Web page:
By Hayim Tadmor
The Royal Inscriptions of Tiglath-pileser III (744 727 BC) and Shalmaneser V (726 722 BC), Kings of Assyria (Royal Inscriptions of the Neo-Assyrian interval 1) contains on the place the Assyrian sessions sub-series of the Royal Inscriptions of Mesopotamia (RIM) undertaking ended. the amount presents trustworthy, updated variants of seventy-three royal inscriptions of Tiglath-pileser III and of his son and quick successor Shalmaneser V, 11 past due Neo-Assyrian inscriptions that could be attributed to 1 of these eighth-century rulers, and 8 texts commissioned through Assyrian queens and high-ranking officers. Following the fashion of the now-defunct RIM sequence, every one textual content version (with its English translation) is provided with a short creation containing normal info, a listing containing easy information regarding all exemplars, a observation containing extra technical info and notes, and a entire bibliography.
RINAP 1 additionally contains: (1) a common creation to the reigns of Tiglath-pileser III and Shalmaneser V, the corpus of inscriptions, prior stories, and relationship and chronology; (2) translations of the suitable passages of of Mesopotamian king lists and chronicles; (3) a number of images of items inscribed with texts of Tiglath-pileser III and Shalmaneser V; (4) indices of museum and excavation numbers and chosen guides; and (5) indices of right names (Personal Names; Geographic, Ethnic, and Tribal Names; Divine Names and different issues.
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Additional info for The Royal Inscriptions of Tiglath-Pileser III (744-727 BC) and Shalmaneser V (726-722 BC), Kings of Assyria
I 24–25 (The king stayed) in the land (Assyria). The king took the hands of the god Bl (Marduk). Tiglath-pileser III dies in the month ebtu (X). For the apparent contradiction between the Eponym Chronicle and Babylonian Chronicle, see Brinkman, PKB p. 241 n. 1547. 14 Introduction Tiglath-pileser III’s Building Activities Limiting our scope to the evidence originating from the royal inscriptions edited in this volume, and excluding contemporary royal correspondence and later evidence, Tiglath-pileser III’s building activities were mostly concentrated at Kalu, where he built a palace towards the end of his reign.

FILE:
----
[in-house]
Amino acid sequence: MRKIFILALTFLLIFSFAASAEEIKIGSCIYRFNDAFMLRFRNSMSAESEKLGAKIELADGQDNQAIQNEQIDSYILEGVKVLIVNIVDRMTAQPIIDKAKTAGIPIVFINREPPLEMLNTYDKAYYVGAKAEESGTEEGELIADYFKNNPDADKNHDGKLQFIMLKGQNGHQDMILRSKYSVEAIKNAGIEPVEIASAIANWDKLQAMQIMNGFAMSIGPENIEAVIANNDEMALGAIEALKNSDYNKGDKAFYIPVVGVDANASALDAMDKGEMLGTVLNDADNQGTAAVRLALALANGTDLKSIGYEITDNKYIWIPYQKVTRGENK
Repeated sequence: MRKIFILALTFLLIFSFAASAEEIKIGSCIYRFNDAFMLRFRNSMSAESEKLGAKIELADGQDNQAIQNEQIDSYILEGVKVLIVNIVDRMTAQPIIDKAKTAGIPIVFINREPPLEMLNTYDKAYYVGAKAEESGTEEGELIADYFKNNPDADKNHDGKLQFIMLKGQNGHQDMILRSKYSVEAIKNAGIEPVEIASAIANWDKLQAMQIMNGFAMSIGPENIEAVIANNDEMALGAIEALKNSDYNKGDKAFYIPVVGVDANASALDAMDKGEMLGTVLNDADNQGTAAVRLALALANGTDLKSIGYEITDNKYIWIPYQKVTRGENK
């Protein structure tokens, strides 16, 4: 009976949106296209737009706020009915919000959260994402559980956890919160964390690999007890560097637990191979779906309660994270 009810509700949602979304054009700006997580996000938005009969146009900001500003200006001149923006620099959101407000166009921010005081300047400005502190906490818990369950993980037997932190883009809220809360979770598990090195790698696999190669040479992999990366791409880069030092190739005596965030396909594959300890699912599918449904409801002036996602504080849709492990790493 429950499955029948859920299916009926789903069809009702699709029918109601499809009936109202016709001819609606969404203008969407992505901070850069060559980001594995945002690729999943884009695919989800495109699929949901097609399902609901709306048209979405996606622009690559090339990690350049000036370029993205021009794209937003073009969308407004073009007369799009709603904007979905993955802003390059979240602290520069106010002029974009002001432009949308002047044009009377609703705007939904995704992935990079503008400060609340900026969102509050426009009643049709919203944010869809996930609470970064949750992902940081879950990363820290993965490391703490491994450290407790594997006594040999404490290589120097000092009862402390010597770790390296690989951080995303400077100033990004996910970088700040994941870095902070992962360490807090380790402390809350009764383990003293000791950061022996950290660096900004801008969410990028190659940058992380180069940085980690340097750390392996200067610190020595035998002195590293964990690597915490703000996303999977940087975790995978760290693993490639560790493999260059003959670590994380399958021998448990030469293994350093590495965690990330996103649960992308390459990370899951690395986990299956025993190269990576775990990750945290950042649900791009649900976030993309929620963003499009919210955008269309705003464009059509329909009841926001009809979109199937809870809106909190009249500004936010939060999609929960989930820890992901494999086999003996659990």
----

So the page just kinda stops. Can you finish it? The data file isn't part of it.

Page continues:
Winckler, Keilinschriftliches Textbuch zum Alten Testament, 3rd edition. Leipzig, 1909 Die Welt des Orients. Wuppertal, Stuttgart, and Göttingen, 1947– Wissenschaftliche Veröffentlichungen der Deutschen Orient-Gesellschaft. Leipzig and Berlin, 1901– Wiener Zeitschrift für die Kunde des Morgenlandes. Vienna, 1887– Zeitschrift für Assyriologie und Vorderasiatische Archäologie. Berlin, 1886– Zeitschrift für die alttestamentliche Wissenschaft. Berlin, 1881– Zeitschrift der Deutschen Morgenländischen Gesellschaft.
31 (C, 7) Text no. 32 (C, 8) Text no. 15 (B, 6) Text no. 32 (C, 8) Text no. 16 (B, 7) Text no. 17 (B, 8) (Lacuna) Text no. 20 (C, 9) Text no. 21 (C, 10) Text no. 22 (C, 11) (Lacuna) Text no. 25 (C, 12) (Lacuna) Palû/Contents Date (prologue) prologue prologue prologue 1 (1) 1 1–2 2 2 (2) 2–3 (4–6) 7 8 8 (8) 8 745 (745) 745 745–744 744 744 (744) 744–743 (742–740) 739 738 738 (738) 738 8 738 8–9 738–737 9 9 (10) 11 11 (12) 13 13 13 (14) 15 15 (16–17) (building account) 737 737 (736) 735 735 (734) 733 733 733 (732) 731 731 (730–729) Introduction 8 * Text no.
The Royal Inscriptions of Tiglath-Pileser III (744-727 BC) and Shalmaneser V (726-722 BC), Kings of Assyria by Hayim Tadmor